Open Government: “For the People, BY the People”


As DC prepared for what is being called a late-winter “Snowquester” storm, a couple hundred business leaders from the Government and IT industry walked to the Marriott at Metro Center in sunny, soon-to-be 50° weather. We all gathered there to attend the Alfresco Content.Gov Conference. The conference showcased how the open platform for mission-critical content management and collaboration from Alfresco could be utilized by the Public Sector to achieve transparency, efficiency, and open collaboration.

Overall, I am sad to say, the conference was a snoozefest; however, the keynote from Beth Noveck, the first US Deputy Chief of Technology, was truly inspired. Talking at the comfortable top speed of a New Yorker, and with the enthusiasm of a teenage girl getting her first smartphone (allegory told by Bill Goodson), Noveck spoke verbosely about the future ideal of an open government. She began by assuring the crowd that “open government” does not mean a lessening in national security or opening borders, but rather the use of technology to provide innovative, crowd-sourced, solutions to national issues.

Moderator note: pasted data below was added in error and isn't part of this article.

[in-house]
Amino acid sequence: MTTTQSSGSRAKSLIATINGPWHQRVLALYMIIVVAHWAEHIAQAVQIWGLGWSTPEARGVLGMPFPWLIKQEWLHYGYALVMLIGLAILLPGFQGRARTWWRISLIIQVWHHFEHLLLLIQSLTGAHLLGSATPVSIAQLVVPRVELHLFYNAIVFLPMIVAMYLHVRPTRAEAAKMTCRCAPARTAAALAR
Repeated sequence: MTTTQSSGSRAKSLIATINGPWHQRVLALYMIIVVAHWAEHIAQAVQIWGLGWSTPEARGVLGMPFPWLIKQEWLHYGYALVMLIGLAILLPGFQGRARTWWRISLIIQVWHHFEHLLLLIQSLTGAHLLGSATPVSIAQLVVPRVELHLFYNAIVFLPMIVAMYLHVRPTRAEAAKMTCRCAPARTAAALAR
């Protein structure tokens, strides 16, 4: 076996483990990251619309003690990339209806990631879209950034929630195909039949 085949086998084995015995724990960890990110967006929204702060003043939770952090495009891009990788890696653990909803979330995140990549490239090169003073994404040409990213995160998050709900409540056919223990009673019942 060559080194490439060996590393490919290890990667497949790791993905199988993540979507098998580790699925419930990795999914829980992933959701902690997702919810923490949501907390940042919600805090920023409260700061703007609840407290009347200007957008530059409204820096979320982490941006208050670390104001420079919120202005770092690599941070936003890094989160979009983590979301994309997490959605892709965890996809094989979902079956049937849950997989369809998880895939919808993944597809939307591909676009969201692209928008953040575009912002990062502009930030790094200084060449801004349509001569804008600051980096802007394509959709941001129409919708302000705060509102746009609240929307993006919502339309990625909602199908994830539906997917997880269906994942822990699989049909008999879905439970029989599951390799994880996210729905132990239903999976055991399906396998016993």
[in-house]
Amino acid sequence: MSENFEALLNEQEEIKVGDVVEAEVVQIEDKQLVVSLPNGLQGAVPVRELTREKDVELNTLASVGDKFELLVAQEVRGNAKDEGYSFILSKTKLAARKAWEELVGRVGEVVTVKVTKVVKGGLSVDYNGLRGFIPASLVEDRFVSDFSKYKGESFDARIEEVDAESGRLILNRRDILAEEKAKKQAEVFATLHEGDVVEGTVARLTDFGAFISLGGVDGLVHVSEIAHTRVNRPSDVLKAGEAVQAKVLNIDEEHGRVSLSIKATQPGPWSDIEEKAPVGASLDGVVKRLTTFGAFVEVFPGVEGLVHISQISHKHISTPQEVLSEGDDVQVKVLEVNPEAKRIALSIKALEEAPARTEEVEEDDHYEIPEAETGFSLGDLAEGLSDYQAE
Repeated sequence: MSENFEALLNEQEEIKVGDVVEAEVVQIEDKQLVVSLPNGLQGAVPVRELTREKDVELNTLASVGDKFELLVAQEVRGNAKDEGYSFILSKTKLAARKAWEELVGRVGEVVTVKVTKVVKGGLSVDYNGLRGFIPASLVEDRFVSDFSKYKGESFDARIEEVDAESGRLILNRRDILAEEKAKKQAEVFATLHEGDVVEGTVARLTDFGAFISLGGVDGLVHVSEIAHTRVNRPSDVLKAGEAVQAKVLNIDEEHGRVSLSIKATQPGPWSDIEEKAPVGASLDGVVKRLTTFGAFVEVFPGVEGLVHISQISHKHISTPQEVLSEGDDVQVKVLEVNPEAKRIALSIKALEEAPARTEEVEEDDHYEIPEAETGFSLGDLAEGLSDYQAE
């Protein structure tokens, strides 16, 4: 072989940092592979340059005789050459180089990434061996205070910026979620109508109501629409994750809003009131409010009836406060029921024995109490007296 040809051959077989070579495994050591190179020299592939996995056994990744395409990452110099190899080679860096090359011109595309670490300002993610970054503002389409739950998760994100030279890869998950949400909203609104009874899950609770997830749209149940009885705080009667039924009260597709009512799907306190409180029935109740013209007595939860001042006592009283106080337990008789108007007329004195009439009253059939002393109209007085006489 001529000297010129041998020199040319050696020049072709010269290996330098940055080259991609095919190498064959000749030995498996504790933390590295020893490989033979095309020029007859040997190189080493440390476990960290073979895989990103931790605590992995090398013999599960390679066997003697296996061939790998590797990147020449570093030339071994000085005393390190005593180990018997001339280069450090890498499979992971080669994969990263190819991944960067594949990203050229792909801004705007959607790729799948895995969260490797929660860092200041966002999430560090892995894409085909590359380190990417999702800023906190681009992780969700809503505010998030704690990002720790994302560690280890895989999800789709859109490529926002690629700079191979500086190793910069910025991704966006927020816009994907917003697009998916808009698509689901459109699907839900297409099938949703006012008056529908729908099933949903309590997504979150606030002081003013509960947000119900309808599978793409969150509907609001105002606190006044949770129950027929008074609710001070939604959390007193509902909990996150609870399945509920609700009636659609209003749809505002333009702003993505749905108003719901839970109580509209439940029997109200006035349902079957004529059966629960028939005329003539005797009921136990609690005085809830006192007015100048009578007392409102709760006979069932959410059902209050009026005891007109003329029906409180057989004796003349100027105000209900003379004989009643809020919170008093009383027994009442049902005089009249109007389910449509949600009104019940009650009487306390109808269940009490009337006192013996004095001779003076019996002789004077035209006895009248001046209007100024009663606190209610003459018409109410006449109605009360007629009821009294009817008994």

Government was set up “for the people, by the people.” Noveck illustrated this evolution of an Open Government thusly:

“During John Quincy Adams’ presidency, the White House had an open door policy. Quite literally, countrymen could drop in as they passed by, to voice their support, their derision, or their ideas. One day, Adams was meeting with Henry Clay and a dentist walked into the meeting room. Adams’ immediately dismissed Clay, his Secretary of State, took the dentist’s ideas, and then asked for a tooth to be pulled!”

Now, of course, we wouldn’t want just anyone traipsing into the White House; however, with technology we can recreate this atmosphere in a safer environment, and on a larger scale. With the power of open platforms, social media, and network native applications, the Government can gather advice, ideas, and concerns from the very citizens the Government is set up to serve. Imagine a country that is run by a Government that continually uses crowd sourcing from it’s citizens in order to prioritize legislation, answer concerns, and get opinions and ideas on solutions! Open Source Government could turn bureaucracy into a solution oriented system that is absolutely, “for the people, BY the people.”

There are of course barriers that still need to be worked out; such as “how can an open Government platform cancel out unnecessary noise in order to achieve a smarter Government?”

Examples of open sourced Government already in use include the Finnish Open Ministry crowdsourcing a new Copyright legislation,’s mastery of micro-activism, or how NYC is utilizing the techie crowd to help reinvent the City Pay Phone.

As this generation continues to push the incorporation of social communities into every aspect of our lives, it will be exciting to see how the social community begins to shape and improve our lives. How do you see the social community shaping our Government?